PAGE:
HCA Holdings Inc. (HCA
), the biggest U.S. for-profit hospital operator, saw revenue rise 6.8% last quarter thanks to 3.3% growth in same store admissions. This is good news for medical device makers, including Greatbatch Inc. (GB
Greatbatch's clients are the biggest names in medical devices and equipment, with Boston Scientific (BSX
), Johnson & Johnson (JNJ
), Medtronic (MDT
) and St. Jude (STJ
) accounting for 60% of Medical segment sales last quarter. Those stocks benefit from increasing utilization, which drives healthcare provider equipment and device demand and investment. Greatbatch's devices are found in their products across cardiac, neurology and orthopaedics.
During the recession, hospital and provider spending was curbed as weak consumer confidence, falling commercially insured populations and job loss cut admissions, elective surgeries and primary care visits. As a result, clients cut back orders for Greatbatch's batteries, capacitors, enclosures, instruments and hip and knee replacement related products.
But, the economy is improving and job loss has shifted to growth. As a result, medical device makers are seeing revenue and unit volume rise and that's sparking demand for Greatbatch. Last quarter, revenue increased 13% to $148.8 million. Over the past four quarters, Greatbatch has beaten street estimates three times, prompting analysts to boost 2012 expectations to $1.84 from $1.80 over the last ninety days.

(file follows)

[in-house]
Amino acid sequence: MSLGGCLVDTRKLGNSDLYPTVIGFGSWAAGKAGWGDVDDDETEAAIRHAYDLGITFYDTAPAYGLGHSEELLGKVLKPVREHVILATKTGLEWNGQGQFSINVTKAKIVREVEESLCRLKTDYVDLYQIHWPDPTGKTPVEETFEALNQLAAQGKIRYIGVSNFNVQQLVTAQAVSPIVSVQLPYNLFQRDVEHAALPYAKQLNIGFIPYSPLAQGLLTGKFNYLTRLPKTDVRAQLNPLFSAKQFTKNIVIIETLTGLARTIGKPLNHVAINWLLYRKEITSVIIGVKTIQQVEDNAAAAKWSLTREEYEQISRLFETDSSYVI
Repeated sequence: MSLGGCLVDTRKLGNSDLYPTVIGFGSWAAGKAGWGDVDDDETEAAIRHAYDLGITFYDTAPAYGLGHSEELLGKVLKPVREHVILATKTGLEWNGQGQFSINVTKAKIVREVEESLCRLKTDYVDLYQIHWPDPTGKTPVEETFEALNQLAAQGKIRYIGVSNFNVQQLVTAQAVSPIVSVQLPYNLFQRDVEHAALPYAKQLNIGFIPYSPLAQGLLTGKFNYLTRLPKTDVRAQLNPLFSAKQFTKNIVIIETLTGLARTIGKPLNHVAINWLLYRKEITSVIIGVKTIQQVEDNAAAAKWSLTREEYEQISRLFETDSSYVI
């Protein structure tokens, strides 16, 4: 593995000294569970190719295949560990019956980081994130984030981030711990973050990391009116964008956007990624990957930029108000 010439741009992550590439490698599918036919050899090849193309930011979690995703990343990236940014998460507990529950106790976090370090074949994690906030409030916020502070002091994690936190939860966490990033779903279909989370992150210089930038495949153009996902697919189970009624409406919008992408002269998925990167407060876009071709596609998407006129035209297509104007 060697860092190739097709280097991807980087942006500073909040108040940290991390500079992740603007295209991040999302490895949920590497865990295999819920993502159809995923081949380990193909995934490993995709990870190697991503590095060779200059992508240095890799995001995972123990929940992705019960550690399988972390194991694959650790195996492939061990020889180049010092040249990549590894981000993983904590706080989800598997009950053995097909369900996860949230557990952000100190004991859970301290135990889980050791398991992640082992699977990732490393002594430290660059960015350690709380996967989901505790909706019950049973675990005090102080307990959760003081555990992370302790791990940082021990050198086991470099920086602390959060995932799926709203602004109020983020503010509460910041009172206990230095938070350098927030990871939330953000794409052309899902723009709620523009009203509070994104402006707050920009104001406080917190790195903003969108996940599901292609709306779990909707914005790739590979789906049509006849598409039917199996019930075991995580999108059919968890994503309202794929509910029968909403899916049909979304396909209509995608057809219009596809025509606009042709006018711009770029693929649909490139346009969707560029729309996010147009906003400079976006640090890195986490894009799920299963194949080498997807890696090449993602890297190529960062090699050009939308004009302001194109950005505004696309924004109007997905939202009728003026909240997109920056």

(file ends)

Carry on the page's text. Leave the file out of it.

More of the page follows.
However, short sellers remain unconvinced, holding 14 days to cover short, and that's potentially good news for investors-- particularly if orthopaedic, vascular access and electrochem sales growth can continue their winning ways. In Q1, those three grew 34%, 28% and 19% respectively, offsetting flat revenue in its mature cardiac and neuromodulation markets.
The fast growing product lines have resurrected cash flow, which rose 18% from last year to $25 million in Q1. In 2010, cash flow rose to $63 million, well above the $13 million it generated in 2008. And, the company has deployed the cash wisely, as debt has dropped from $335 million in 2008 to $225 million.
While the company expects its workhorse cardiac and neuromodulation businesses to be stable to low digit growers, it sees a lot of upside in orthopaedic, which had its highest quarterly revenue in three years in Q1. The company is estimating its vascular access revenue, powered by introducers, will grow 10-20%. It sees even greater opportunity in future OEM and Greatbatch branded products, which will help fuel 50-100 basis points of operating improvement annually.
Greatbatch also has international upside given it already generates 34% of revenue in Europe but only 3% in the rest of the world. Its R&D investments include products targeting gastric stimulation to treat obesity and products treating sleep apnea, which affects 15-30 million people in the United States.
Given improving trends in commercial insurance enrollment and job growth, new OEM products, future branded products and rising international sales, investors can profit from buying Greatbatch before rising revenue and profits force shorts to cover.
Disclosure: I have no positions in any stocks mentioned, but may initiate a long position in GB over the next 72 hours.